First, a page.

Magnitude 4.2 earthquake jolts Southern California

Map showing epicenter of earthquake in Southern California.
A magnitude 4.2 earthquake was reported Friday morning near San Bernardino, according to the U.S. Geological Survey.

A magnitude 4.2 earthquake rattled Southern California on Friday morning, less than a week after a magnitude 4.1 New Year’s temblor that shook attendees at the Rose Parade in Pasadena.

The earthquake, which struck at 10:55 a.m., brought light shaking to swaths of Southern California, as defined by the Modified Mercalli Intensity Scale, according to the U.S. Geological Survey. That’s enough shaking to rattle dishes and can feel like a vehicle striking a building.

The epicenter was about 1 mile northwest of the remote community of Lytle Creek in the San Gabriel Mountains of San Bernardino County, 12 miles northeast of Rancho Cucamonga, 27 miles northwest of San Bernardino and 45 miles northeast of downtown Los Angeles.


Residents in Fontana reported heavy shaking strong enough to set off car alarms. In Rowland Heights, people said they felt they were being rocked back and forth and the doors and beds shook.

The epicenter was near Lytle Creek in the Cajon Pass, seismologist Lucy Jones wrote on social media. Jones noted this is where “the San Andreas and San Jacinto faults come together. In 1970, there was a M5.2 with a M4.0 foreshock in close to the same location.”

The guide to earthquake readiness and resilience that you’ll actually use.

June 12, 2021

David Loyola was about to bite into his chicken bake at the Rancho Cucamonga Costco when the rumbling interrupted his lunch. He stared at his co-worker sitting across from him.

“What the hell,” Loyola said, as he felt his body jump up and down, akin to driving over a speed bump. The two FedEx employees looked at each other, then at their surroundings to make sure they “weren’t acting crazy.” Nothing appeared to be broken or toppled over by the earthquake but “people just looked astounded,” he said.

Minutes later, his wife called to check in on him. “Yeah, I’m good,” Loyola told her. “It just interrupted my lunch.”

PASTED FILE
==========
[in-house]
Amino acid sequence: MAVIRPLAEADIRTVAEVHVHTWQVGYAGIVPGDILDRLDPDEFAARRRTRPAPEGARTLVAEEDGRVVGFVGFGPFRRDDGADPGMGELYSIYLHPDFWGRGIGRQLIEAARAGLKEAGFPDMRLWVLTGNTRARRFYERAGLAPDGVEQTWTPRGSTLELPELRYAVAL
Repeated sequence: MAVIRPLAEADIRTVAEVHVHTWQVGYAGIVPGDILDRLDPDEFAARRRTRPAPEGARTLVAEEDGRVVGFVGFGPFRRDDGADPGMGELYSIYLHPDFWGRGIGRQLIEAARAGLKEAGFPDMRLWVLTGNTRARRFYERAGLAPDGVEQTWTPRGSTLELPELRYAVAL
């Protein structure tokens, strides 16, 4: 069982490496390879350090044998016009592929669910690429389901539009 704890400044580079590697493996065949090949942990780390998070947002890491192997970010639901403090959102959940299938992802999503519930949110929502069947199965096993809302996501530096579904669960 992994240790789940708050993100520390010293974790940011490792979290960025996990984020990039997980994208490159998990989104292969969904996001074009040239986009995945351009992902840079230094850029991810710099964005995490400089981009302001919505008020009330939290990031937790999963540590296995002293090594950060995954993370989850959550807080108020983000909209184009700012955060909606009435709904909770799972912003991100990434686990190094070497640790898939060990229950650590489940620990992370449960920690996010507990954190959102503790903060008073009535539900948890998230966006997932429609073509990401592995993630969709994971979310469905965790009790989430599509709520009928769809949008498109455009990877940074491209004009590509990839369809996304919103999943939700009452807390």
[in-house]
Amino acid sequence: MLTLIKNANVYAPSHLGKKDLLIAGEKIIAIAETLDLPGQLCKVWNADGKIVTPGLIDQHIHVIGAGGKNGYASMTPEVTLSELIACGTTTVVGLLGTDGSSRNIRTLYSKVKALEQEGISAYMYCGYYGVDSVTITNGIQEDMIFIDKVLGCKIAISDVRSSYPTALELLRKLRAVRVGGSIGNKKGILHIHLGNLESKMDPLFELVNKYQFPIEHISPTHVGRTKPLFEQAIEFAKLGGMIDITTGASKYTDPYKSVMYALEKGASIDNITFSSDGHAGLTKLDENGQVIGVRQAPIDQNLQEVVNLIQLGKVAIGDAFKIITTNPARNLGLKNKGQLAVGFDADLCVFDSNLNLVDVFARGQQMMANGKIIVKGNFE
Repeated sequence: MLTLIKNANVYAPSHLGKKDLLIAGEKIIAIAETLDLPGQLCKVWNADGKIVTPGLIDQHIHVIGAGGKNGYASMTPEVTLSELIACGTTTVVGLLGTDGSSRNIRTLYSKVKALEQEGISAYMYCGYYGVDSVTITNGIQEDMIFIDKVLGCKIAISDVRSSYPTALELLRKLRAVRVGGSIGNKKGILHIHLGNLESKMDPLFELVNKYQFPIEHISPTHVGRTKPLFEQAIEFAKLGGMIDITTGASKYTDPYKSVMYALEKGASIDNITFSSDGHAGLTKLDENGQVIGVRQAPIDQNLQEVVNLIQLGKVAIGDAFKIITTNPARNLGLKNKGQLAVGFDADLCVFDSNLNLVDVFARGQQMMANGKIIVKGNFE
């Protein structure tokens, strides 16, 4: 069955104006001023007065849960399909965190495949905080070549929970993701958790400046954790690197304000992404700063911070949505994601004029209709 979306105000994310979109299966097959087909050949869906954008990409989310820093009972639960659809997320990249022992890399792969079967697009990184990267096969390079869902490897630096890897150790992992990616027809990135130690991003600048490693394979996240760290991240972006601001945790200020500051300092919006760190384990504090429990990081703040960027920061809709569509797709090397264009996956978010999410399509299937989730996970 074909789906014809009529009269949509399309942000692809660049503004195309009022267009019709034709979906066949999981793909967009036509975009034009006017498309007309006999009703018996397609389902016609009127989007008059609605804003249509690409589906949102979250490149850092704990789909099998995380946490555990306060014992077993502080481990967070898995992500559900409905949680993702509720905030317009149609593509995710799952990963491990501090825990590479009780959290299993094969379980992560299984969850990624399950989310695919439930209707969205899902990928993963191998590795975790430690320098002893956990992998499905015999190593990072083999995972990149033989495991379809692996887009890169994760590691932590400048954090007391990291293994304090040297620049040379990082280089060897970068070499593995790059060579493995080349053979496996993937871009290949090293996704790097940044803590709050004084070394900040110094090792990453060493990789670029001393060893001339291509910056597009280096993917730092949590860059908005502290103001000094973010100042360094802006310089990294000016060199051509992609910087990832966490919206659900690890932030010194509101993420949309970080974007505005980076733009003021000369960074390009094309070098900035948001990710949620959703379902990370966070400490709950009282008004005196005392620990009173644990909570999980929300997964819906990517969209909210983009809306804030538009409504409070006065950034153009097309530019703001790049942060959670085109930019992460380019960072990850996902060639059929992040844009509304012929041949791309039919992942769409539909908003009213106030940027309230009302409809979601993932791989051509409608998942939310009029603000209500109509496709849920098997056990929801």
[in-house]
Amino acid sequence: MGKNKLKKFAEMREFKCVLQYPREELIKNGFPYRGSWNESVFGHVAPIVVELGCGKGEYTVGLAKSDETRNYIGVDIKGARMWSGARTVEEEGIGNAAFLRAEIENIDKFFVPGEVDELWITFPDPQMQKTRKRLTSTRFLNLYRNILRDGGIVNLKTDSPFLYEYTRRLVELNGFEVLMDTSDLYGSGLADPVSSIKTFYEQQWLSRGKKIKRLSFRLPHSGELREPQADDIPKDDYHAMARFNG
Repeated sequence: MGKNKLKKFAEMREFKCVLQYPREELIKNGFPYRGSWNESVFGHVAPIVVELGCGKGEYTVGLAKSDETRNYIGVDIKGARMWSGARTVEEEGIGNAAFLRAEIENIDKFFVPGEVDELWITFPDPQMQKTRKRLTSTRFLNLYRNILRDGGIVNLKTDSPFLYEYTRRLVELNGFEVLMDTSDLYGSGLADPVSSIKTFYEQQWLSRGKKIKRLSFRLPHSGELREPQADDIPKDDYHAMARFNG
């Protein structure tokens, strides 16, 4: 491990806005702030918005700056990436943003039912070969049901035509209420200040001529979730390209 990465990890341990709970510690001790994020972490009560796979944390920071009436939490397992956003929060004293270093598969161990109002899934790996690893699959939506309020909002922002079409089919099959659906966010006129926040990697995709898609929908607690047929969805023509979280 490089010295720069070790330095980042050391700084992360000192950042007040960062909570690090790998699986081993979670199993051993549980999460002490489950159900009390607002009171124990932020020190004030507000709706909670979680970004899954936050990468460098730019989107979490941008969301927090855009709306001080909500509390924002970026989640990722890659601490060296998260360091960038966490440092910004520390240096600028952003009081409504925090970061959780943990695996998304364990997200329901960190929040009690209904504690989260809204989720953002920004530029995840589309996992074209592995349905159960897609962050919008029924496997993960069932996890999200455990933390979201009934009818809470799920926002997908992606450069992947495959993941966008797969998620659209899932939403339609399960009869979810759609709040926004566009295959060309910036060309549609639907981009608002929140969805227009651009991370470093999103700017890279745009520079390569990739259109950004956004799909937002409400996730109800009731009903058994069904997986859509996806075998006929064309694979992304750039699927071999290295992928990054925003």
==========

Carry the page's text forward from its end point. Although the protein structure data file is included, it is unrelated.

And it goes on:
Weak to light shaking was felt throughout Los Angeles, Orange, Riverside, San Bernardino and Ventura counties, as well as in northern San Diego County and parts of the Mojave Desert. The earthquake occurred just west of the Cajon Pass, through which Interstate 15 runs, the main route between Southern California and Las Vegas.


The California Department of Forestry and Fire Protection said there were no reports of damage or calls for service related to Friday’s earthquake. The Los Angeles Fire Department also reported no injuries or structure damage.

Los Angeles Mayor Karen Bass reminded Angelenos about being ready for the next earthquake.

“An earthquake just shook the L.A. area this morning,” Bass wrote on social media. “This is a reminder that earthquakes can happen at any time. Make a plan to prepare for emergencies at”

Some people feel those SoCal earthquakes and others don’t feel them at all. If you’re in the latter camp, tell us all about it.

Jan. 5, 2024

An average of 25 earthquakes with magnitudes between 4.0 and 5.0 occur per year in California and Nevada, according to a recent three-year data sample.

The earthquake occurred at a depth of 5.6 miles. Did you feel this earthquake? Consider reporting what you felt to the USGS.

Find out what to do before, and during, an earthquake near you by signing up for our Unshaken newsletter, which breaks down emergency preparedness into bite-sized steps over six weeks. Learn more about earthquake kits, which apps you need, seismologist Jones’ most important advice and more at


An earlier version of this report was automatically generated by Quakebot, a computer application that monitors the latest earthquakes detected by the USGS. If you’re interested in learning more about the system, visit our list of frequently asked questions.